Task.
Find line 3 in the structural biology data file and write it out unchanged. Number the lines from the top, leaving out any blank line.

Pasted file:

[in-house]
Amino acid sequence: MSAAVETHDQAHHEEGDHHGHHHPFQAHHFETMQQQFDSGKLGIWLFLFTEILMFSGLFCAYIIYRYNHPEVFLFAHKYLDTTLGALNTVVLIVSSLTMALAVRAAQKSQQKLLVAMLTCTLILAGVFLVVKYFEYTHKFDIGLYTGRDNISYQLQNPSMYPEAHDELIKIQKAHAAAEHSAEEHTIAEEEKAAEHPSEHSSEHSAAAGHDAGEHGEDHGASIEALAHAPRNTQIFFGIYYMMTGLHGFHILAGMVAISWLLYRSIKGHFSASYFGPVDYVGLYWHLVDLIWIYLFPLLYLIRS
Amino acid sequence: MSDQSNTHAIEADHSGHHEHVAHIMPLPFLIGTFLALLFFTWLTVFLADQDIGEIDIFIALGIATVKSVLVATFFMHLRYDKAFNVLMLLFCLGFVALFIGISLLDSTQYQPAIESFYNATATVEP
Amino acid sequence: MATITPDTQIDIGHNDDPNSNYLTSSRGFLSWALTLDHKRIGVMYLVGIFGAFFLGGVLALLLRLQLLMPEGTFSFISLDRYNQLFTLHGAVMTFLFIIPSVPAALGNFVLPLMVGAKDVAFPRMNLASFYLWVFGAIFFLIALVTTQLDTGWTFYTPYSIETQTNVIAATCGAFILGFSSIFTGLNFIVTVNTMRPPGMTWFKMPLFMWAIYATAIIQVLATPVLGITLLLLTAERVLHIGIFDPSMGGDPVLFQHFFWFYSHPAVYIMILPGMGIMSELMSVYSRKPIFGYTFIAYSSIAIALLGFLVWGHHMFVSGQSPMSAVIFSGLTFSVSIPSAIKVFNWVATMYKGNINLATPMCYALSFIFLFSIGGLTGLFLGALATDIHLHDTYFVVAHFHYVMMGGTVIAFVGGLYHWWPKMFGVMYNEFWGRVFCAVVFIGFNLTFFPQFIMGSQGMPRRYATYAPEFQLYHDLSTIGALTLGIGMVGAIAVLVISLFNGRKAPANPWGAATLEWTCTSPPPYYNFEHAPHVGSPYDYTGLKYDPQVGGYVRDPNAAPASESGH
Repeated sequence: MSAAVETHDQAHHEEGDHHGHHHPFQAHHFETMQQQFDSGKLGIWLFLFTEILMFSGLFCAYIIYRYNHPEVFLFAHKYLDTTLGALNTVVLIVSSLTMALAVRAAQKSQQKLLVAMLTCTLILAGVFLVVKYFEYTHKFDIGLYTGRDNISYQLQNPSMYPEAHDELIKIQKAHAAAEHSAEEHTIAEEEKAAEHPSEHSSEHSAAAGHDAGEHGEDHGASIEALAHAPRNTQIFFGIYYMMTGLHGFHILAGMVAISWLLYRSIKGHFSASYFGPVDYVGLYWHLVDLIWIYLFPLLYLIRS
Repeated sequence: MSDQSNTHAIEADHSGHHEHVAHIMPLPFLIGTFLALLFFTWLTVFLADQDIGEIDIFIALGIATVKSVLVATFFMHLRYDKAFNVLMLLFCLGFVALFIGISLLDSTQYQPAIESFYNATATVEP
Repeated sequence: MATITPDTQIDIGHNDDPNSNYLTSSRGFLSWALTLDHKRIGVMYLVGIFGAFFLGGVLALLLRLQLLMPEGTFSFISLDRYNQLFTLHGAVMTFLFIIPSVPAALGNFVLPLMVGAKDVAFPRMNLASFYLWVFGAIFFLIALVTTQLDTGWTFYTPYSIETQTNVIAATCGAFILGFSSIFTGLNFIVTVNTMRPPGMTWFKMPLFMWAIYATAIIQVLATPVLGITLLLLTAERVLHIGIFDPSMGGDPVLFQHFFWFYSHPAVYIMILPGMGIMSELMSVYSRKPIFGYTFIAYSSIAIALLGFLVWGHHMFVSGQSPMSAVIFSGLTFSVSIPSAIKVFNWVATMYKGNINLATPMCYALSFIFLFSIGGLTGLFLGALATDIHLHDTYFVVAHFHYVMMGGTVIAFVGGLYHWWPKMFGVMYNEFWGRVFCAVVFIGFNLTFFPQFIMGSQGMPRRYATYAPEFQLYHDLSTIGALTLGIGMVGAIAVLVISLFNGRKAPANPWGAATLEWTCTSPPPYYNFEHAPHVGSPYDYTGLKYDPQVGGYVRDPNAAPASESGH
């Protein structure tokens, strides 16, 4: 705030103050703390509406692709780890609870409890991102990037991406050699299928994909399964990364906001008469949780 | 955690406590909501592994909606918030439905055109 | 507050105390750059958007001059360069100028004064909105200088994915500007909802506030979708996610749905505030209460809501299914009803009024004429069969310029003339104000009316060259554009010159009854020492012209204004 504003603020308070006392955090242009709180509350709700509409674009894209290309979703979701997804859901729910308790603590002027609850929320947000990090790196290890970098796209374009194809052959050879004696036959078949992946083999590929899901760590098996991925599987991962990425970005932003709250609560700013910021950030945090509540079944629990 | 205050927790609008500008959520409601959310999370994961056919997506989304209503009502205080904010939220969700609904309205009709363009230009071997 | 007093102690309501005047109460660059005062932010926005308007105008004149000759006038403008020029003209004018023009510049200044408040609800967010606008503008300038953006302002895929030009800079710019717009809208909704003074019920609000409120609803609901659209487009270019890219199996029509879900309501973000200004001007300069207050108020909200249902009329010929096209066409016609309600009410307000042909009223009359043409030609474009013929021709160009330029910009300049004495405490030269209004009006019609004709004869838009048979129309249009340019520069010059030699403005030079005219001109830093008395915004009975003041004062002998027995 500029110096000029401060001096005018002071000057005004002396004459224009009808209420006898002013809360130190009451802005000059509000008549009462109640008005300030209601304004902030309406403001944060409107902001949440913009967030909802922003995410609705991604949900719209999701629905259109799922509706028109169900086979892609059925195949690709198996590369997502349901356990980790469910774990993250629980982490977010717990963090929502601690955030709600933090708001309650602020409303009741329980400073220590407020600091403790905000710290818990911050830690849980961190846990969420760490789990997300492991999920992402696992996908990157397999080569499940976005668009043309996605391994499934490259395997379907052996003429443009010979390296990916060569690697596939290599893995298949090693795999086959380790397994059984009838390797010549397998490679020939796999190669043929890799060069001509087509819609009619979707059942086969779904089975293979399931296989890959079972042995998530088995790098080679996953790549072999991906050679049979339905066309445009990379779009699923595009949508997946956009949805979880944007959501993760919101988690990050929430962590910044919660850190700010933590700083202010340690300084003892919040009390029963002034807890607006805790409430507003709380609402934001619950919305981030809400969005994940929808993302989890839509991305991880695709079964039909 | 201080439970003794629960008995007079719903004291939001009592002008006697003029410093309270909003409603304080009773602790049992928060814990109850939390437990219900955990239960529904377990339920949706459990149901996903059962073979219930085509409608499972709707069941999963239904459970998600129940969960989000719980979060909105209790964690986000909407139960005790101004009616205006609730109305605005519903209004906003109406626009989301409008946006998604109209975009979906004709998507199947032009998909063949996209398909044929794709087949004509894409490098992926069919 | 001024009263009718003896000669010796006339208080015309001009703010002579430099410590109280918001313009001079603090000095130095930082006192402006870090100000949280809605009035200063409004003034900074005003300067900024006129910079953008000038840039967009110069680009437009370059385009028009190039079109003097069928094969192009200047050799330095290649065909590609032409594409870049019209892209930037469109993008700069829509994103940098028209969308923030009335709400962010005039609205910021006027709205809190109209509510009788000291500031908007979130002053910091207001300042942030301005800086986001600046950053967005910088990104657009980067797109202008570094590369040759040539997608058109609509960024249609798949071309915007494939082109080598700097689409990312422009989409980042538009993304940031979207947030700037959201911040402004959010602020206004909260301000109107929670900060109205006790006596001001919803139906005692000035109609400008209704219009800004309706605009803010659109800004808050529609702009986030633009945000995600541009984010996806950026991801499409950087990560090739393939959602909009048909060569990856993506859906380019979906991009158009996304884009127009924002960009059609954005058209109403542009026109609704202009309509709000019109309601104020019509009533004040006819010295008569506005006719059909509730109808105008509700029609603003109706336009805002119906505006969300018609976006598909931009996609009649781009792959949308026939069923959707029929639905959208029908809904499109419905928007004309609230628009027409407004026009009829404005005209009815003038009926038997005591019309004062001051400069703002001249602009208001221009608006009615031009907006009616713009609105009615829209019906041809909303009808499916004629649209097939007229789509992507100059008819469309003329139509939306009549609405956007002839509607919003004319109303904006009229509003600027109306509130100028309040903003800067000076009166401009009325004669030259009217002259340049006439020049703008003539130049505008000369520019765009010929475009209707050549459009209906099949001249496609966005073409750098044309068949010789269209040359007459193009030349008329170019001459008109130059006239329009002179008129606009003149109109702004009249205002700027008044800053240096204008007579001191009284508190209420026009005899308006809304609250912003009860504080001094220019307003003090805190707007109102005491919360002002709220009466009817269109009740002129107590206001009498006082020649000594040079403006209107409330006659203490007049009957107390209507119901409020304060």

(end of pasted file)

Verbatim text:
Amino acid sequence: MSDQSNTHAIEADHSGHHEHVAHIMPLPFLIGTFLALLFFTWLTVFLADQDIGEIDIFIALGIATVKSVLVATFFMHLRYDKAFNVLMLLFCLGFVALFIGISLLDSTQYQPAIESFYNATATVEP